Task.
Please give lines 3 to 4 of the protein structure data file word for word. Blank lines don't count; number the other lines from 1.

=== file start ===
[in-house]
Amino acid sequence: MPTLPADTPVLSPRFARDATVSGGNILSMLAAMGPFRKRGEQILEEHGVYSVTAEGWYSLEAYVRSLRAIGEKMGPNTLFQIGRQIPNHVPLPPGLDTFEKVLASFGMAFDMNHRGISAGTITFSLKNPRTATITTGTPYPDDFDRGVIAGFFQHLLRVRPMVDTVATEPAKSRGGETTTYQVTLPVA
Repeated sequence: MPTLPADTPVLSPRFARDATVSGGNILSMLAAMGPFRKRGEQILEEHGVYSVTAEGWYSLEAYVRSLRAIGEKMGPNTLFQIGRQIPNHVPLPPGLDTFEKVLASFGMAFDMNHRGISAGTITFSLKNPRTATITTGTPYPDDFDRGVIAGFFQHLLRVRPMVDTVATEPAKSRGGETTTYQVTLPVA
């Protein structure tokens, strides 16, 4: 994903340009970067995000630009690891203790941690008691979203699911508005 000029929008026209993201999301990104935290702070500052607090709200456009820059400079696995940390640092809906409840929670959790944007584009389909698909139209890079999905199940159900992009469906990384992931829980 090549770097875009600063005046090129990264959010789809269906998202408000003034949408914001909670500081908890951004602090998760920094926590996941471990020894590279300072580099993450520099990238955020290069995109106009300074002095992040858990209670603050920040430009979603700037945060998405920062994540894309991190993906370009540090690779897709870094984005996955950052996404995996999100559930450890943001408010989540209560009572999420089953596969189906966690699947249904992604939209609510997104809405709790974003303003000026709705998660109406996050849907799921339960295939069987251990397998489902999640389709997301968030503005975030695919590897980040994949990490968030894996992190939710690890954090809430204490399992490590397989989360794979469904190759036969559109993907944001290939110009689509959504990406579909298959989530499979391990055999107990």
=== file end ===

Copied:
Repeated sequence: MPTLPADTPVLSPRFARDATVSGGNILSMLAAMGPFRKRGEQILEEHGVYSVTAEGWYSLEAYVRSLRAIGEKMGPNTLFQIGRQIPNHVPLPPGLDTFEKVLASFGMAFDMNHRGISAGTITFSLKNPRTATITTGTPYPDDFDRGVIAGFFQHLLRVRPMVDTVATEPAKSRGGETTTYQVTLPVA
């Protein structure tokens, strides 16, 4: 994903340009970067995000630009690891203790941690008691979203699911508005 000029929008026209993201999301990104935290702070500052607090709200456009820059400079696995940390640092809906409840929670959790944007584009389909698909139209890079999905199940159900992009469906990384992931829980 090549770097875009600063005046090129990264959010789809269906998202408000003034949408914001909670500081908890951004602090998760920094926590996941471990020894590279300072580099993450520099990238955020290069995109106009300074002095992040858990209670603050920040430009979603700037945060998405920062994540894309991190993906370009540090690779897709870094984005996955950052996404995996999100559930450890943001408010989540209560009572999420089953596969189906966690699947249904992604939209609510997104809405709790974003303003000026709705998660109406996050849907799921339960295939069987251990397998489902999640389709997301968030503005975030695919590897980040994949990490968030894996992190939710690890954090809430204490399992490590397989989360794979469904190759036969559109993907944001290939110009689509959504990406579909298959989530499979391990055999107990």